China is reporting mixed economic news following last week’s political gathering that saw President Xi Jinping strengthen his grip on nearly all facets of the economy and society.
Consumer activity, the leading economic issue discussed at the annual meeting of the country’s legislature, is humming along so far this year, according to new government data.
But factory output, long the driver of China’s rapid economic growth, is merely inching along — spraying cold water on increasingly bullish forecasts for the world’s second-largest economy.
The latest numbers for other areas, such as real estate and unemployment, paint an equally muddy picture.
“ ‘The numbers aren’t great, but I don’t think anyone expected them to be great given how China was afflicted by the spread of COVID in the first two months. They are definitely moving in the right direction.’”
— Michael Pettis, economist
China’s retail sales — a proxy for consumption — grew 3.5% in January and February as compared with the same period last year, according to data released Wednesday by the National Bureau of Statistics.
While only matching forecasts, that was nevertheless a sharp improvement from the big declines seen in the final months of 2022.
Driving the domestic activity were sales of medicine, which grew 19.3%, and the food-service and catering sector, which expanded 9.2%.
Consumption remains an area of particular importance for China’s economy. The last 30 years of rapid economic growth have relied mainly on the industrial sector and exports, rather than domestic sales, creating an imbalanced economy that policy makers have struggled to remedy.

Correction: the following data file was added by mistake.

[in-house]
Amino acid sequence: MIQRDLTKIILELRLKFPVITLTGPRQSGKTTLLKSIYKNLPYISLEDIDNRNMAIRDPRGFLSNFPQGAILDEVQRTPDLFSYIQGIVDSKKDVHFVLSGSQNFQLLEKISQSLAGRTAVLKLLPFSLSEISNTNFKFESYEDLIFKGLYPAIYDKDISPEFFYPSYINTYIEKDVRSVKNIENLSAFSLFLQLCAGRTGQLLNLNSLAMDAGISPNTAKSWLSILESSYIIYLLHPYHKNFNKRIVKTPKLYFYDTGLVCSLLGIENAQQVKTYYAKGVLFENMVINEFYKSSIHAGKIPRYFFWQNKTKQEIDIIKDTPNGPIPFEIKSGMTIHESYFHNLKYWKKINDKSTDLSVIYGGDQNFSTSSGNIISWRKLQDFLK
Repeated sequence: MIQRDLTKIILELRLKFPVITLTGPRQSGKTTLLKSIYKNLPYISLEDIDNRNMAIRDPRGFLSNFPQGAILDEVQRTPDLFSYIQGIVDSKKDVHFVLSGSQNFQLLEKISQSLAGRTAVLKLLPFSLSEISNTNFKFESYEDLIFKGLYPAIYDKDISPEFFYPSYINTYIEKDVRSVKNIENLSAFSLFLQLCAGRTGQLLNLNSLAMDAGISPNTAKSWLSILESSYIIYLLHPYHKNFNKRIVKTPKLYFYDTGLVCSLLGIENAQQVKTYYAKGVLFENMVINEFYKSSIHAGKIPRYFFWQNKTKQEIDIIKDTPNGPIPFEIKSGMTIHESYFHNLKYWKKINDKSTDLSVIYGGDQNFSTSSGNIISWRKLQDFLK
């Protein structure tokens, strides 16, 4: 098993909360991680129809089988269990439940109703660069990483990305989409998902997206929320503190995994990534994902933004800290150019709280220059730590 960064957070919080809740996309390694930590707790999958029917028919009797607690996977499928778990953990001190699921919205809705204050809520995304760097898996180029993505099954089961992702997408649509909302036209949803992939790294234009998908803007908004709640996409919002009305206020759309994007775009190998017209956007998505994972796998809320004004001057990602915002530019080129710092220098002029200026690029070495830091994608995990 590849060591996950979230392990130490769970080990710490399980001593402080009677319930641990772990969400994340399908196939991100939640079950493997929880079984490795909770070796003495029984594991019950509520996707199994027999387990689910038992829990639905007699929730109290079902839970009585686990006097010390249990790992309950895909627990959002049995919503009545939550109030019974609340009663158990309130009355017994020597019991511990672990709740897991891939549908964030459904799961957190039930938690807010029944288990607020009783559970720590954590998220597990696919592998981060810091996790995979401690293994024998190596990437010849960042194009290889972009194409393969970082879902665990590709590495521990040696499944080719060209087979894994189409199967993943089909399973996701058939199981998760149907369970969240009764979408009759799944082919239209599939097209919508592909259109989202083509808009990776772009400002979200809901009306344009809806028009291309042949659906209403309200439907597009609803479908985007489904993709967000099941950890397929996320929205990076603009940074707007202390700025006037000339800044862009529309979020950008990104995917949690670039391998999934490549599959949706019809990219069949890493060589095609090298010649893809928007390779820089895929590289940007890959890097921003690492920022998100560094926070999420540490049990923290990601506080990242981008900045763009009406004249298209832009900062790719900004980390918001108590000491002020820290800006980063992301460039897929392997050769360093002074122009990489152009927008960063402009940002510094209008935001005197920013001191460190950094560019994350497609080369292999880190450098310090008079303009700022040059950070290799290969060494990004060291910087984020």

The rebound in retail sales are “a welcome respite from declines at the end of last year, although we are all hoping (and expecting) to see much faster increases in the next few months,” said economist Michael Pettis.
So are businesspeople. “Our local crowd has been back for some time now,” said Liu Jianlin, owner of a hot-pot restaurant in the western city of Chengdu. “But now we’re seeing bigger gatherings, more group dinners, and traffic from other cities and provinces.”
Yet the heart of the economy, industrial output, underwhelmed. Though the 2.4% growth so far this year is above the 1.3% at the close of last year, it fell short of economists’ expectations.
Upstream sectors outperformed, such as the production of crude oil and steel, which both rose more than 3%. But more consumer-facing industries struggled, with automobile output falling a staggering 14% and sales of passenger vehicles tumbling 20%.
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